When I was in first grade, my mother walked me to school. Once I reached the age of seven, she decided that it was safe enough for me to make the half-mile trek all by myself. Many years later Mom confided that letting me go each morning wasn't easy and that for a while she secretly followed me, keeping a discreet distance.
Decades have passed, and Mom is 85 years old, small but sturdy. Deep lines circle her wide smile like the rings of a tree, marking a lifetime of joy, disappointment, and cigarette smoking. Now I'm the one following at a distance, afraid to reveal that I worry about her. When Dad passed away a year ago, Mom insisted on remaining alone in the only house they had ever owned, a three-hour drive away from me. These days I get uneasy if her phone rings a few times too many before she picks up.
Mom doesn't drive long distances anymore, so when I wanted to see her a few weeks ago, I embarked on the six-hour roundtrip to bring her to my home in Columbus, Ohio. On the way back, we traveled south in teeming rain, the world awash in gray that left the barest separation between sky and asphalt. Trucks pelted the passenger window with spray as they blew past us. Mom reflexively hunched toward the center console.
The rain washed out shopping and sight-seeing, so we stayed in, taking pleasure in mother-daughter confidences - about the men we married or didn't, the relatives we'll never figure out, and the parts of our bodies that are too big or too small. With Dad gone, no one is home to hear Mom's sentiments and opinions, to remind her every day how much she is loved, to watch over her. These days, the New York Times crossword puzzle sits on her kitchen table with more empty spaces; she knows world capitals, but Dad knew mountain ranges.
On Mom's last night in Columbus, she sat wrapped in a terrycloth robe that engulfed her five-foot frame. Looking up from her magazine, she announced: "I think I'll just take a bus home tomorrow. Will you look into the Greyhound schedule?"
I looked up, surprised. Mom and Dad never took the bus. Dad liked his Buick too much. I struggled to say something that wouldn't undermine her confidence. "Mom, I'm happy to drive," I told her. "It's no big deal."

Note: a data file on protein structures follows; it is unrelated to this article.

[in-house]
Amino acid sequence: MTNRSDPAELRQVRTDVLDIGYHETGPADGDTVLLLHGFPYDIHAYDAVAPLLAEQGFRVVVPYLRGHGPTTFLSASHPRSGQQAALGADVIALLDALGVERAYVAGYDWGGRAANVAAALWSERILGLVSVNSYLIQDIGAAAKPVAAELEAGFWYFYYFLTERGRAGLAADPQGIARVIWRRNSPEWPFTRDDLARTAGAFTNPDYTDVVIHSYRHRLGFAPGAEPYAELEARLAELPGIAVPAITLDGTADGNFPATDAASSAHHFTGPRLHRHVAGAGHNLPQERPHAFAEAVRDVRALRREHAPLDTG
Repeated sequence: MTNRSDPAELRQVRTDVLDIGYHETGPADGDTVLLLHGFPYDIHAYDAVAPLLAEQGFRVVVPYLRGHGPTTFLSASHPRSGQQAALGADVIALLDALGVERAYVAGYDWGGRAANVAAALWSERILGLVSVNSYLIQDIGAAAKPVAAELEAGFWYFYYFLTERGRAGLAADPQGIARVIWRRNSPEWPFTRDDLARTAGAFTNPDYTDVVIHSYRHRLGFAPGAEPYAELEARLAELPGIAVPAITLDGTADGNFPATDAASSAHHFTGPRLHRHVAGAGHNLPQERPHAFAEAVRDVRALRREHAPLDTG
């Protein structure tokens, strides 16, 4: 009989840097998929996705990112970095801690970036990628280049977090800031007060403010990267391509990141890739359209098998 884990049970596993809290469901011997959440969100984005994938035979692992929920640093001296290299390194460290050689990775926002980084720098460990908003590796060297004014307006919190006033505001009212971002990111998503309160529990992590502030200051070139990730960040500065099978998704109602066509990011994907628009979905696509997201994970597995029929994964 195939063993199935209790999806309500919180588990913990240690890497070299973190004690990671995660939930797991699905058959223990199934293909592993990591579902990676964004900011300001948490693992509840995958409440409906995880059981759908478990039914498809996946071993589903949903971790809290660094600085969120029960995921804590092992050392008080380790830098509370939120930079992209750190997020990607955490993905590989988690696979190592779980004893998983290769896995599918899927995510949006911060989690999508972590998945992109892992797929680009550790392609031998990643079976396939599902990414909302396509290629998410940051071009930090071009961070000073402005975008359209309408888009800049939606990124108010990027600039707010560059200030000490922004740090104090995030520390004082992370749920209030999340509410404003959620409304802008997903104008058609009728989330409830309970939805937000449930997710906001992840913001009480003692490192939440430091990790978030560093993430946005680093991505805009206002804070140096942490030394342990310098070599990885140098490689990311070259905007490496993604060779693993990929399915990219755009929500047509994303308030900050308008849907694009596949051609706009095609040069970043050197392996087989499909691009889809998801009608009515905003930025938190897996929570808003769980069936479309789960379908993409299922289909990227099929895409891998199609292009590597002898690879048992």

My mother's sympathetic smile warned me that she was about to thwart my plan to spend another day together.
"Honey, you've done enough driving already. It's a long, boring trip, especially in the rain." As usual, her consideration for me left little room for argument. (My sister and I imagine that if Mom succumbed to a mortal illness, she would simply leave a note on the back door for us reading, "Died Wednesday. Was buried Saturday. Stopped the mail. Hope you're well. Love, Mom.")
I went upstairs to research Greyhound schedules on the computer. Methodically, I entered the required data, clicked the fare for "1," and paused, realizing that tomorrow would be my mother's first trip alone in 62 years. Then I selected a one-way, no-return ticket. Mom didn't want to be taken care of.
Before going to bed, I tapped the alarm clock until the glowing green numbers blinked 7:00 a.m. I got under the covers and watched the numbers dissolve, one into another, the minutes vanishing. These visits were no longer part of a limitless future together. They came with an expiration date. With a morbid compulsion I couldn't resist, I calculated the number of times I was likely to see Mom again.
"Are you sure about riding the bus?" I asked the next morning. "The roads are dry, it'll be fine to drive." In a last futile attempt to change her mind, I added, "And we'd have three more hours to talk."
Mom rose from the kitchen chair. "No, I've made up my mind," she said, matter-of-factly. "Are you ready to go?" She had donned her coat an hour before, and her suitcase stood at attention by her side. As we drove downtown, I couldn't help admiring her gumption.
I approached the entrance to the Greyhound depot and stepped into a 30-year-old memory. I was a college student again, standing in a dingy bus station in Akron as Mom and Dad hugged and kissed me goodbye before a visit to my sister. As the vision passed, I wanted to turn around and give Mom a hug. I smiled instead; I didn't want to make her look vulnerable in front of strangers. And I knew I would cry.